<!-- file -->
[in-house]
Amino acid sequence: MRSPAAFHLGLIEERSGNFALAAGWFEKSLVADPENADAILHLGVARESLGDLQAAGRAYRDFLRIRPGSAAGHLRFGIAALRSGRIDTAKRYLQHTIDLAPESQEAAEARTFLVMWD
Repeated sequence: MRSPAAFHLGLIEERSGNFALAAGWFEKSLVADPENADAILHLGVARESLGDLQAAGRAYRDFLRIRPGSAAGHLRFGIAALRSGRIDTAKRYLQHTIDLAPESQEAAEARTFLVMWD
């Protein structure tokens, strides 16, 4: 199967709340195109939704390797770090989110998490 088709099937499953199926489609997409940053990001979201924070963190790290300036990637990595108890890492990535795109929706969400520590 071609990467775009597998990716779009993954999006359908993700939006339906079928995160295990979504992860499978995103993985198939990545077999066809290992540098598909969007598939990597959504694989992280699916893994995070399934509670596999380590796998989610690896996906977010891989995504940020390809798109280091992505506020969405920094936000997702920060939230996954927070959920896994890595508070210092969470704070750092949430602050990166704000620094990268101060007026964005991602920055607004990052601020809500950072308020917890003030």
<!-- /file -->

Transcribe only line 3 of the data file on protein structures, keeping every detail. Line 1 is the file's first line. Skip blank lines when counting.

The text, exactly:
Repeated sequence: MRSPAAFHLGLIEERSGNFALAAGWFEKSLVADPENADAILHLGVARESLGDLQAAGRAYRDFLRIRPGSAAGHLRFGIAALRSGRIDTAKRYLQHTIDLAPESQEAAEARTFLVMWD